Share this post


Link to post
Share on other sites
A human can be a king, an Empreor, and anything else he wants to be except he can't be God. It says so many times in The Bible. Read Isaiah.

Were you under the impression that I was attempting to be factual?

Share this post


Link to post
Share on other sites
Only somewhat correct. The Popes have spoken infalliably only TWICE - both in the 19th century. People have this conception that whatever the pope says is infalliable, but I assure you that this is only true in the fantasies of unchurched hostile. Unfortunately, some people would rather live with their unfounded suspicions and mistrusts of the Church based on false information. Ah, such is life.

Having been born and raised as a Catholic (albeit of the "Irish" variety) I find that I must politely dis-agree with some of this assessment.

Share this post


Link to post
Share on other sites
Having been born and raised as a Catholic (albeit of the "Irish" variety) I find that I must politely dis-agree with some of this assessment.

Having been born, raised, educated, sacramentized, and now trained as a theologian and junior cleric, I am obligated to disagree with your counter-assessment. However, the leftist majority of me applauds the texture you bring to the community.

Share this post


Link to post
Share on other sites

DFXR: Unfortunately, some people would rather live with their unfounded suspicions and mistrusts of the Church based on false information. Ah, such is life.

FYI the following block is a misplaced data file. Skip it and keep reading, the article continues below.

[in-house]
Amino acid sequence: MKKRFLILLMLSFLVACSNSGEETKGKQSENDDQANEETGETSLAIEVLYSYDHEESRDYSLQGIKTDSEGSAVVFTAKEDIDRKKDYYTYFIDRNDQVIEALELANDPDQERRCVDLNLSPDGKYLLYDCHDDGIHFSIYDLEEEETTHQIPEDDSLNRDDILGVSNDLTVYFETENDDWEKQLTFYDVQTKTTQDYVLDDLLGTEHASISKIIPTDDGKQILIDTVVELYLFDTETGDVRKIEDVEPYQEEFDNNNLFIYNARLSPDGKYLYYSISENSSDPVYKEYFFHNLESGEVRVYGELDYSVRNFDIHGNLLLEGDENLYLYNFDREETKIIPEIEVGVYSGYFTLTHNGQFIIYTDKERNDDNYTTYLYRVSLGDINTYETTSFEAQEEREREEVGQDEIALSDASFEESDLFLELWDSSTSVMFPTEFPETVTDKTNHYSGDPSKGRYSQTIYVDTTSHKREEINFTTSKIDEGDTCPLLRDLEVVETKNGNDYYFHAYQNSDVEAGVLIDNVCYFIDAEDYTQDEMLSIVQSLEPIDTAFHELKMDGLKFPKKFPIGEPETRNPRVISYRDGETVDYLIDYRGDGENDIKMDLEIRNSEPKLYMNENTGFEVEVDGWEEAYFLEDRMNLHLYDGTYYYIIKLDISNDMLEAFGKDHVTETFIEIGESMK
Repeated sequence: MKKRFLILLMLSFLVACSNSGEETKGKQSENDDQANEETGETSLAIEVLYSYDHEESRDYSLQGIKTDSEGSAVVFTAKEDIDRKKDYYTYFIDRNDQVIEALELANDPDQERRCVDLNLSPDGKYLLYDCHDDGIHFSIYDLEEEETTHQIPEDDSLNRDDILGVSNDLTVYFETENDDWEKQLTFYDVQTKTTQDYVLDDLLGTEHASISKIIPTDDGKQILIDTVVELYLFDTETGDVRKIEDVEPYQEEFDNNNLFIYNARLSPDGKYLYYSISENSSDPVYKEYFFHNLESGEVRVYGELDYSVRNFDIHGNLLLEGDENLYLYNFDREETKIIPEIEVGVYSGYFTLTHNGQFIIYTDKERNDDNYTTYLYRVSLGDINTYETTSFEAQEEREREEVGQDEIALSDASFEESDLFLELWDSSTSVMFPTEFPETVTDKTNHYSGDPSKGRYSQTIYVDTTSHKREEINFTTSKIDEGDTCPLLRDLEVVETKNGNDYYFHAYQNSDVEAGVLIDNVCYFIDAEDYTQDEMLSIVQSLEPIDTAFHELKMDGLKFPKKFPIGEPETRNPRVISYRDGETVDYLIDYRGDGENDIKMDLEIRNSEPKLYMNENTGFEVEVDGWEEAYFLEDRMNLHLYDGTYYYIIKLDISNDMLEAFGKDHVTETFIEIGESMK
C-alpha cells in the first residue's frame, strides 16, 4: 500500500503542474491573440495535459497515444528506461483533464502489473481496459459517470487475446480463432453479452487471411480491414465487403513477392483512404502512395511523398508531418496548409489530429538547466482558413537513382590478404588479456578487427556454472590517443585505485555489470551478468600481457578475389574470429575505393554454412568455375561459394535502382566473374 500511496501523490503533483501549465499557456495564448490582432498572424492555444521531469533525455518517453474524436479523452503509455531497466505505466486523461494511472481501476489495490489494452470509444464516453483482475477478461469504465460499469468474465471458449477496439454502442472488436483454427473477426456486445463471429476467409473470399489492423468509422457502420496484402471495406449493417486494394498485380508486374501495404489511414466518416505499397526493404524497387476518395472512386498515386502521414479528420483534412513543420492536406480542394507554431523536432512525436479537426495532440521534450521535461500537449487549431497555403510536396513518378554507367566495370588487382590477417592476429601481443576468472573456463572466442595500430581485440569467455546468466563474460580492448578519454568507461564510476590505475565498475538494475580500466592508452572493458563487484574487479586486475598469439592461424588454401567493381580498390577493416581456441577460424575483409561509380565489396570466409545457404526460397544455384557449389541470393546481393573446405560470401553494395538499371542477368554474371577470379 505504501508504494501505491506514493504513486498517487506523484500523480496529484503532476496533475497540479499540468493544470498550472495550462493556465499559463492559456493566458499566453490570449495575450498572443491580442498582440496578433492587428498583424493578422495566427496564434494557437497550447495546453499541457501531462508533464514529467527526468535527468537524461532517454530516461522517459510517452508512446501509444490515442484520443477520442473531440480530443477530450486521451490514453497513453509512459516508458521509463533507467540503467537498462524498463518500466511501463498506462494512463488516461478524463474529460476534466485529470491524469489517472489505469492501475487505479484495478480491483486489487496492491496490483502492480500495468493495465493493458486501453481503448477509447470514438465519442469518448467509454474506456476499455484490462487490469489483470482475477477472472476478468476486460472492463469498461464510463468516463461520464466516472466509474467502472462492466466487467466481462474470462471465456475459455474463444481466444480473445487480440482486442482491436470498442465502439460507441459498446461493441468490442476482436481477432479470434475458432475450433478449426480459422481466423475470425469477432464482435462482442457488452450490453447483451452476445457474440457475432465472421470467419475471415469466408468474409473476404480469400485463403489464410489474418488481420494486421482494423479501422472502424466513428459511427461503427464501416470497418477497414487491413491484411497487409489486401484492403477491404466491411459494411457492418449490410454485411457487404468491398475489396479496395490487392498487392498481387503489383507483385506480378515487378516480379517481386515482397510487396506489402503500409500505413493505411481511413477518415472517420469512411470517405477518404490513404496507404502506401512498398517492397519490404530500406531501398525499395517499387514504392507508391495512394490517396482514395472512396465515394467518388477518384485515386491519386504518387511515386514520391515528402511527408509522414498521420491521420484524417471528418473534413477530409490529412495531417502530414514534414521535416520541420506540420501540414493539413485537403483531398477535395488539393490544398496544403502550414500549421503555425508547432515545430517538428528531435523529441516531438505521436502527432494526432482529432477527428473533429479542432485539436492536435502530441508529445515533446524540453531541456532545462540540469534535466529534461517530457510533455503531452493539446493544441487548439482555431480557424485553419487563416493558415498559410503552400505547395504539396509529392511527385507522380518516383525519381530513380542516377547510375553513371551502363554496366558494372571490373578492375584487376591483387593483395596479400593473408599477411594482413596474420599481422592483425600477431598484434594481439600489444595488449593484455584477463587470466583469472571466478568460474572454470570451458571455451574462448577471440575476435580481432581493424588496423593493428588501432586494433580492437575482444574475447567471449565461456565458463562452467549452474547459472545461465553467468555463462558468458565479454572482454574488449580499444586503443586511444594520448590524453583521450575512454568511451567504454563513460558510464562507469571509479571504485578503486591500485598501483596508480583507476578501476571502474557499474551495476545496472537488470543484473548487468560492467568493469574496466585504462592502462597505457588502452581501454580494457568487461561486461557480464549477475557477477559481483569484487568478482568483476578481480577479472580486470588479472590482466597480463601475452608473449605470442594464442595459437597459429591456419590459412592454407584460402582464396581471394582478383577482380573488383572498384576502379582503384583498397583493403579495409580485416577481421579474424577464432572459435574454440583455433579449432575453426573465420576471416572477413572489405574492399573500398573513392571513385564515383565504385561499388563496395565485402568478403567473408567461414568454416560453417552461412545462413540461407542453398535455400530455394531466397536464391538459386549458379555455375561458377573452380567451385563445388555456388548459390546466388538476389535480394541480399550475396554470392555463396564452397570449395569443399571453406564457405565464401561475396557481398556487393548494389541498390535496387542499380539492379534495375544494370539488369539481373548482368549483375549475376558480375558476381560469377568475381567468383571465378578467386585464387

CT: Having been born and raised as a Catholic (albeit of the "Irish" variety) I find that I must politely dis-agree with some of this assessment.

DFXR: Having been born, raised, educated, sacramentized, and now trained as a theologian and junior cleric, I am obligated to disagree with your counter-assessment. However, the leftist majority of me applauds the texture you bring to the community.

SF: I like the use of the word "obligated". It acknowledges the brainwashed aspect of the statement. :-)

Share this post


Link to post
Share on other sites
DFXR: Unfortunately, some people would rather live with their unfounded suspicions and mistrusts of the Church based on false information. Ah, such is life.

CT: Having been born and raised as a Catholic (albeit of the "Irish" variety) I find that I must politely dis-agree with some of this assessment.

DFXR: Having been born, raised, educated, sacramentized, and now trained as a theologian and junior cleric, I am obligated to disagree with your counter-assessment. However, the leftist majority of me applauds the texture you bring to the community.

SF: I like the use of the word "obligated". It acknowledges the brainwashed aspect of the statement. :-)

Obligation is a condition of responsibility. There's no need for ad hominem attacks here.

Share this post


Link to post
Share on other sites
Obligation is a condition of responsibility. There's no need for ad hominem attacks here.

Sorry, I didn't intend ad hominem, but rather an indication that perspective (the result of "born, raised, educated, sacramentized, and now trained", not absolute coordinates, is at work in such a response.

Share this post


Link to post
Share on other sites
Sorry, I didn't intend ad hominem, but rather an indication that perspective (the result of "born, raised, educated, sacramentized, and now trained", not absolute coordinates, is at work in such a response.

With your apparent skills of nuanced reading-between-the-lines, I would expect a better line of reasoning than recourse to "brainwashing".

Share this post


Link to post
Share on other sites
With your apparent skills of nuanced reading-between-the-lines, I would expect a better line of reasoning than recourse to "brainwashing".